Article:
It’s always been about “states’ rights” in the South. This time, Georgia state legislators say they have the right to water from the Tennessee River, citing a faulty 1818 survey that placed the Georgia-Tennessee border over a mile south of where it should be.
The border should have been set at the 35th parallel, but according to reports by the AP, surveyors sent to the piedmont from Washington either used antiquated equipment or were scared off by an Indian party. Either way, the border was set about a mile off its mark.
Georgia state Sen. David Shafer (R) says “It’s never too late to right a wrong,” and is eyeing the River as Atlanta searches for ways to quench its thirst during the unprecedented drought that has gripped the Southeast in the last year.
On November 1, 2007, the White House brokered a deal between Georgia, Alabama and Florida over rights to water from the Chattahoochee River (I noted at the time that it was interesting to see Washington stepping in to assist Southern governors afflicted by an act of God. On the same day in 1861, another act of God — a late-season hurricane — battered Union ships off the Georgia coast and saved the Southern governors who were rebelling from Washington).
The Georgia-Tennesee line isn’t the only state border that has been disputed recently. Developers in New Jersey who were trying to build a natural gas refinery on the banks of the Delaware River were thwarted by Delaware legislators who reminded them that the New Jersey’s border stopped at the banks of the river. The docks would have been crossing into Delaware.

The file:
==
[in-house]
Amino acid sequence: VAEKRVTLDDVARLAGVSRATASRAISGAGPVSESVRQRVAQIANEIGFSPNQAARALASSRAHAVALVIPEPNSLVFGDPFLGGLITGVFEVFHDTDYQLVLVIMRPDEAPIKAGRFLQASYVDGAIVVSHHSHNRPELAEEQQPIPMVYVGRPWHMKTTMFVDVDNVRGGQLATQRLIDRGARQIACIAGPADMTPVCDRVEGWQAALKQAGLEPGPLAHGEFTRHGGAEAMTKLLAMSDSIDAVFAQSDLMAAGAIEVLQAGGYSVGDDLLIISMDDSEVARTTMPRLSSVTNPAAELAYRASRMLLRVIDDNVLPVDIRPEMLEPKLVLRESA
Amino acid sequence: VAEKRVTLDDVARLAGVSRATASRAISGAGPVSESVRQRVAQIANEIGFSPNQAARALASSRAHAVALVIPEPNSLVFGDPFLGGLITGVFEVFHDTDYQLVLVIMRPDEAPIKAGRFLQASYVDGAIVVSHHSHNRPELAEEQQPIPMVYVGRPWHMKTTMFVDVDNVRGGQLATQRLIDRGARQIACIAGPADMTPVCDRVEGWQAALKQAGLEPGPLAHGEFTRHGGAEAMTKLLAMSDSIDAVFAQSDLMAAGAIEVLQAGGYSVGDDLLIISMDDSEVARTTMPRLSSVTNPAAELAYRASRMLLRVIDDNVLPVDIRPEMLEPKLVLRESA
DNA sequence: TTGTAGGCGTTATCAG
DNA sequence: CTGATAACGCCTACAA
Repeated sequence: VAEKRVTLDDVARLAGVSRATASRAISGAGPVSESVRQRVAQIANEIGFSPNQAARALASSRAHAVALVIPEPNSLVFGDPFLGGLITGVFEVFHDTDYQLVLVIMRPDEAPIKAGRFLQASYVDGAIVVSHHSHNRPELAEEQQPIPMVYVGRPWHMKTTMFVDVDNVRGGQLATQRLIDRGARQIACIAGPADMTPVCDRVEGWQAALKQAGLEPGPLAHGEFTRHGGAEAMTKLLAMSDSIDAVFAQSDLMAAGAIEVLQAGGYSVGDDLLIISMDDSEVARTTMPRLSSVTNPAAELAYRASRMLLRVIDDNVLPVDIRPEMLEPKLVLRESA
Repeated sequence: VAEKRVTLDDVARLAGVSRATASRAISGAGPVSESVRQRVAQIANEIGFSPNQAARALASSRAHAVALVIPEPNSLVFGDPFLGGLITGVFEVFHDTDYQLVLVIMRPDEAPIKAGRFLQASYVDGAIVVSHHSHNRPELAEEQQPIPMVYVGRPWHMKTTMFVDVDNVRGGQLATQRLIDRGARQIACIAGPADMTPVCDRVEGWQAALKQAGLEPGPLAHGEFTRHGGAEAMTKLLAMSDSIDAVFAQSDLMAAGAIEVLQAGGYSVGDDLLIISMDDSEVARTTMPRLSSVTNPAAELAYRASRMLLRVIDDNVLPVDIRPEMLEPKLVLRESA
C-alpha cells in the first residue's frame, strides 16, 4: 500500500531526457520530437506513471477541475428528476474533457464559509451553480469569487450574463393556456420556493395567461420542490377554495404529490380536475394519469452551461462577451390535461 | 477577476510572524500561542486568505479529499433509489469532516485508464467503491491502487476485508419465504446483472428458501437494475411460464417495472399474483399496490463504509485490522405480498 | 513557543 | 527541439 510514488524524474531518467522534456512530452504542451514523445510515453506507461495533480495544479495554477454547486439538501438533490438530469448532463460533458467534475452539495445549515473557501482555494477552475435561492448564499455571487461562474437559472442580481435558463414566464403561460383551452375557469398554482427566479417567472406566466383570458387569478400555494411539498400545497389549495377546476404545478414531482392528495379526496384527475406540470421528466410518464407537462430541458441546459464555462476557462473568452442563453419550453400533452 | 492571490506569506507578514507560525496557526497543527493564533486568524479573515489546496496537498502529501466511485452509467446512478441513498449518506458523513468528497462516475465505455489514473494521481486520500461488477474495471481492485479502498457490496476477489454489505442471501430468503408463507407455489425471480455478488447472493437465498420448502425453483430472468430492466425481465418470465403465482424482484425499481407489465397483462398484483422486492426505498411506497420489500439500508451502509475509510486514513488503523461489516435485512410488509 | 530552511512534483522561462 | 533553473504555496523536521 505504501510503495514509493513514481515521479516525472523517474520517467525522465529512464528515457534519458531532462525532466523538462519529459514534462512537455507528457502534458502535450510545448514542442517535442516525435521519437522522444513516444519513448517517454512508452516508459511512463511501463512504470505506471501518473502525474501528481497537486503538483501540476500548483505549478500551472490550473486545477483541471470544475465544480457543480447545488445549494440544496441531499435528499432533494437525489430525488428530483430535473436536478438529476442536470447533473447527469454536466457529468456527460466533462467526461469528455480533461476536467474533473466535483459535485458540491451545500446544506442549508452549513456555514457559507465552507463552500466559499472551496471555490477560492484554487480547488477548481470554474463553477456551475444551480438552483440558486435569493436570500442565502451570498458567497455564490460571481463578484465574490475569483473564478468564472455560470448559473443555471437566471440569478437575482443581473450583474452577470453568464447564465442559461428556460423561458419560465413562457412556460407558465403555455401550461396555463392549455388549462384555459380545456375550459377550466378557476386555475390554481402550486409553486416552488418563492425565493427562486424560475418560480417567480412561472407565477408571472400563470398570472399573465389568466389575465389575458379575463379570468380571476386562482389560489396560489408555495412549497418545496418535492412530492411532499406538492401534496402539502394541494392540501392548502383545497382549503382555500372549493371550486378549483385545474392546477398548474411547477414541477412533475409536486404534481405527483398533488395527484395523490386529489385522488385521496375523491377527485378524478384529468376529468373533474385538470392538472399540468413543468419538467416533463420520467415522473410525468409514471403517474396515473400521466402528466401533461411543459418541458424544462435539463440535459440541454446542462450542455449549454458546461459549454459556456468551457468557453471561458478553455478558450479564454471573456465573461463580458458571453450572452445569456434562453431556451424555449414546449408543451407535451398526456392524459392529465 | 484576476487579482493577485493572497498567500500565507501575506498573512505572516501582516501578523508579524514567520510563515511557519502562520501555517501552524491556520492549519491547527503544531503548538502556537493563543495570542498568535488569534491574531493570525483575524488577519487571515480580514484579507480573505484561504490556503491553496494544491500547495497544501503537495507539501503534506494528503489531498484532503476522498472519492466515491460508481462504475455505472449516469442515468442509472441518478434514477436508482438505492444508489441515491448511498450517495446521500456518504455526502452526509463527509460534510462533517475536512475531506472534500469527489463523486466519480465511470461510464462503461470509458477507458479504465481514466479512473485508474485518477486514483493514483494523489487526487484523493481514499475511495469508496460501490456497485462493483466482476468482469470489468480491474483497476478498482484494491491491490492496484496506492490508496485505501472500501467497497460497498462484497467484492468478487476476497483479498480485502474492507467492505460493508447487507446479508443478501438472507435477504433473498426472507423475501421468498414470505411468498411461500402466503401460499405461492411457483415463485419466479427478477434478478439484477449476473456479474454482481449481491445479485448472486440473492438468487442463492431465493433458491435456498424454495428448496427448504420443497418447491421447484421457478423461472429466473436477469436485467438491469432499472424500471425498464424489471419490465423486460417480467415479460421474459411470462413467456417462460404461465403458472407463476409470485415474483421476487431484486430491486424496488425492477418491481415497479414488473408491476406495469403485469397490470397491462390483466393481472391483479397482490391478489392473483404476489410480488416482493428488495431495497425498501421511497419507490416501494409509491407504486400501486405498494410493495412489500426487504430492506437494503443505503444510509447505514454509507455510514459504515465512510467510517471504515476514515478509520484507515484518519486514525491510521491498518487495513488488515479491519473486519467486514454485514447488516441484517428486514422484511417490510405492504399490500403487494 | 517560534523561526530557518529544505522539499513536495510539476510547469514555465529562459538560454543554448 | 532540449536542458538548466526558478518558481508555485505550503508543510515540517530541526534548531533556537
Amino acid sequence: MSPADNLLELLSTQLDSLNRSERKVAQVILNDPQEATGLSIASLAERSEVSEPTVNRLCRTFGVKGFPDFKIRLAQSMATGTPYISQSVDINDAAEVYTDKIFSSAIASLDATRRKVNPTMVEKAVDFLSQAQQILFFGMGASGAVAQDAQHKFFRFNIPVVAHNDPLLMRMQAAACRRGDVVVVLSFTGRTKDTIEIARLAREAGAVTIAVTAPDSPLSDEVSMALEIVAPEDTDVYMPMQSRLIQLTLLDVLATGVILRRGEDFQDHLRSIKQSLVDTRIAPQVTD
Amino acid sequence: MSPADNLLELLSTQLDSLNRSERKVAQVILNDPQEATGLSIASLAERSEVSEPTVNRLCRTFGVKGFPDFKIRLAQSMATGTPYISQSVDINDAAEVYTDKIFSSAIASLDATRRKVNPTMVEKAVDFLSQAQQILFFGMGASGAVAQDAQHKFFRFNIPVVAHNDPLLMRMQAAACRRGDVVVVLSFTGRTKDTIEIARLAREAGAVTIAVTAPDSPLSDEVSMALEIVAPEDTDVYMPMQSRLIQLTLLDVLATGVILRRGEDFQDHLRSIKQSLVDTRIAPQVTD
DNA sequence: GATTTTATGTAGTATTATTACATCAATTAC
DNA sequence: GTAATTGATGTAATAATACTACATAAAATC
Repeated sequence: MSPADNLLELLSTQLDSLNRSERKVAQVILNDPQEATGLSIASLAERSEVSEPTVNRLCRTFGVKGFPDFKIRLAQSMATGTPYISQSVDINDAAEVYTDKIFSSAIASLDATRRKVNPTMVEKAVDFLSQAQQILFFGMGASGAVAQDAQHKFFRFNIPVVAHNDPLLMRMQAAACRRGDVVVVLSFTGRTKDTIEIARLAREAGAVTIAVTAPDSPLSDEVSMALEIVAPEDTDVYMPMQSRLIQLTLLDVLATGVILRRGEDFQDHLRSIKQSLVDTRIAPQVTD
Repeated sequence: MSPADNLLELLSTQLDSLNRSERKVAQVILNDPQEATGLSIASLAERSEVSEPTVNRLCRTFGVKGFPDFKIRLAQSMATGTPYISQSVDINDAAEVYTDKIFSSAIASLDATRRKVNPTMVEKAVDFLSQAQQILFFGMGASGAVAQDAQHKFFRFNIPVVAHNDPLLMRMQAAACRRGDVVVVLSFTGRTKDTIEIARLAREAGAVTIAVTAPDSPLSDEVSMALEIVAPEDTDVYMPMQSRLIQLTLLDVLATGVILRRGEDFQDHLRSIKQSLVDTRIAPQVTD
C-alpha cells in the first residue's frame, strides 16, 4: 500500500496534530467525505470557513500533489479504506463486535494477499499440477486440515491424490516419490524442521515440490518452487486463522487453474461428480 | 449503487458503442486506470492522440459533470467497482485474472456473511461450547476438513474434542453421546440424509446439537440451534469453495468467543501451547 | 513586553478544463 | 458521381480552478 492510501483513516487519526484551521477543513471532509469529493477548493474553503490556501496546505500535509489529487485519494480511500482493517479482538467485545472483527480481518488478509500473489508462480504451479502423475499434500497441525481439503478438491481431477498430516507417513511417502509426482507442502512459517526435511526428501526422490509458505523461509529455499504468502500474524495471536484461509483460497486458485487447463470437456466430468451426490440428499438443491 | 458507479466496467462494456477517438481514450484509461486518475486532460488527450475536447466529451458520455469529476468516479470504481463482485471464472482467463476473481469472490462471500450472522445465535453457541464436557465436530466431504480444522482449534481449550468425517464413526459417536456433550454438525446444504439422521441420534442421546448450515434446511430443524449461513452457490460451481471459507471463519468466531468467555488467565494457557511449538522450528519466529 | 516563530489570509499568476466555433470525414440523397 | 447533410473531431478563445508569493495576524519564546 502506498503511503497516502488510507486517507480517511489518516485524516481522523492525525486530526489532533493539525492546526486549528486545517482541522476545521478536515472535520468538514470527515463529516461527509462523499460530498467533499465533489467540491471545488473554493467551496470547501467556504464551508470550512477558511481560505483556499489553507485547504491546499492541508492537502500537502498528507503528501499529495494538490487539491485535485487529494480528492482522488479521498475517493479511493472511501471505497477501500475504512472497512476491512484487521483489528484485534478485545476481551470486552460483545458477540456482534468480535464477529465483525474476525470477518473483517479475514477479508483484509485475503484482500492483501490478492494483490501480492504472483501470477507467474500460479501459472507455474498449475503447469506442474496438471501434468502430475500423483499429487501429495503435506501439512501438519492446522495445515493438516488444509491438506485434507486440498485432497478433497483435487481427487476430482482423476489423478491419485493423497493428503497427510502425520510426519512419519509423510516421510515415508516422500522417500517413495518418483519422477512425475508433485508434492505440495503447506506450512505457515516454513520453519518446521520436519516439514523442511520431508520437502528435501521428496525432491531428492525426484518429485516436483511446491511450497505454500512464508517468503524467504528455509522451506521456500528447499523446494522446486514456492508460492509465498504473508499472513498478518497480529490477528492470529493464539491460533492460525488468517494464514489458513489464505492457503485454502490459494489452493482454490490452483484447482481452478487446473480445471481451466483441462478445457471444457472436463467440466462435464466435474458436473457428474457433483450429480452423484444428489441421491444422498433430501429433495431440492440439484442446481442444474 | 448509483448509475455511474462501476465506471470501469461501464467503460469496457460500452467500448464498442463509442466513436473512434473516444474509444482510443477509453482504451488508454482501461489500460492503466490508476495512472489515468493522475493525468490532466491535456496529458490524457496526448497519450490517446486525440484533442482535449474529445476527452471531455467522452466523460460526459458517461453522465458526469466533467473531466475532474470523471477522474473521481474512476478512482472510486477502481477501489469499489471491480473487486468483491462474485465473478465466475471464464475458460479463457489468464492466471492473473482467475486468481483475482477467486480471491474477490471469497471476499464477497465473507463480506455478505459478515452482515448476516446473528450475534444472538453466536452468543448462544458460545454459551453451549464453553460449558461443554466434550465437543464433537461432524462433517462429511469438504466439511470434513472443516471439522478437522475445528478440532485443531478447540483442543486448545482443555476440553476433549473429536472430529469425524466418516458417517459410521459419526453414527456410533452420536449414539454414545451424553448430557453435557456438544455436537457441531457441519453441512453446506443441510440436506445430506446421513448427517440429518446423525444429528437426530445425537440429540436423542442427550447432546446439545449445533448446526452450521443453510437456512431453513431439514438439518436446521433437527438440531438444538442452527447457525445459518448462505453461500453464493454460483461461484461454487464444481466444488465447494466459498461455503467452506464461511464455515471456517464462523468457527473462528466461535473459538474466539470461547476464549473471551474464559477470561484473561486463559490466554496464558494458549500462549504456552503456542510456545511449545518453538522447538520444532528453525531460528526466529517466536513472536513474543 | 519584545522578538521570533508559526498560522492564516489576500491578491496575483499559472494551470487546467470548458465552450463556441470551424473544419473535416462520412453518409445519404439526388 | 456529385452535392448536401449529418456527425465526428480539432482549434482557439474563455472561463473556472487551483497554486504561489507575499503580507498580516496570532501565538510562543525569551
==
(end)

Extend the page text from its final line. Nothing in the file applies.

Rarely do these disputes ever result in new border lines, and almost never do states settle the disputes with hostile action. But as Tennessee partisans are calling all hands to deck in the Vol Navy, they should remember Virginia’s successful invasion of North Carolina.
In the summer of 1718, a ruthless pirate named Blackbeard (real name Edward Teach) ran his Queen Anne’s Revenge aground on the shoals of the Albemarle Sound. After Blackbeard set up a de facto truce with North Carolina’s weak governor, Virginia Governor Alexander Spotswood decided it was time to rid the Atlantic colonies of this menace.
Spotswood sent two sloops commanded by Lt. Robert Maynard into North Carolina. Maynard and the 60 men under his command ultimately defeated Blackbeard, and took his head back to Hampton, Va., where they placed in on a spike in the town square.
Georgia-Tennessee State Line (Google Maps)
New Jersey-Delaware State Line (Christian Science Monitor)